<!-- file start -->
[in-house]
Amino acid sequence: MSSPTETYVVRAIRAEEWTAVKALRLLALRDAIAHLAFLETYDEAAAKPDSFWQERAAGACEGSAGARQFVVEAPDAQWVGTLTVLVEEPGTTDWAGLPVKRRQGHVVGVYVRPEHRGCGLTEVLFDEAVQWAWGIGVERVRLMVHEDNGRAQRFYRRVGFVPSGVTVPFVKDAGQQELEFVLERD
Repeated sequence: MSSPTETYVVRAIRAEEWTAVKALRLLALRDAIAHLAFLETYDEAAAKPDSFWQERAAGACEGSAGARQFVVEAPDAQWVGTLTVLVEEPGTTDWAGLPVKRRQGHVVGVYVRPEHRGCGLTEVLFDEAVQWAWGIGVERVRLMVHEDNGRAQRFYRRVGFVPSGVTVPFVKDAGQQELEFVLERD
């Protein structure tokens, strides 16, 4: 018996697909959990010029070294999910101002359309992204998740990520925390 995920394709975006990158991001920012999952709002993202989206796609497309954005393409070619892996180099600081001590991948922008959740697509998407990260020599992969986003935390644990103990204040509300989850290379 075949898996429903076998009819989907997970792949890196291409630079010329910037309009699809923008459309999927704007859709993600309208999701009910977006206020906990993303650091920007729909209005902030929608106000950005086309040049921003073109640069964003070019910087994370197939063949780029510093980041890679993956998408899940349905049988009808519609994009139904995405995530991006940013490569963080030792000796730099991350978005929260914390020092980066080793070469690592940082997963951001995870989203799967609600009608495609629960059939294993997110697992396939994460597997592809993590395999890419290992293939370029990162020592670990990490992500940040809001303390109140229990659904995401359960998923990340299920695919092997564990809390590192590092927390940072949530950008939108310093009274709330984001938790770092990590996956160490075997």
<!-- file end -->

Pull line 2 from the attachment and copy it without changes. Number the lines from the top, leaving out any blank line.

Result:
Amino acid sequence: MSSPTETYVVRAIRAEEWTAVKALRLLALRDAIAHLAFLETYDEAAAKPDSFWQERAAGACEGSAGARQFVVEAPDAQWVGTLTVLVEEPGTTDWAGLPVKRRQGHVVGVYVRPEHRGCGLTEVLFDEAVQWAWGIGVERVRLMVHEDNGRAQRFYRRVGFVPSGVTVPFVKDAGQQELEFVLERD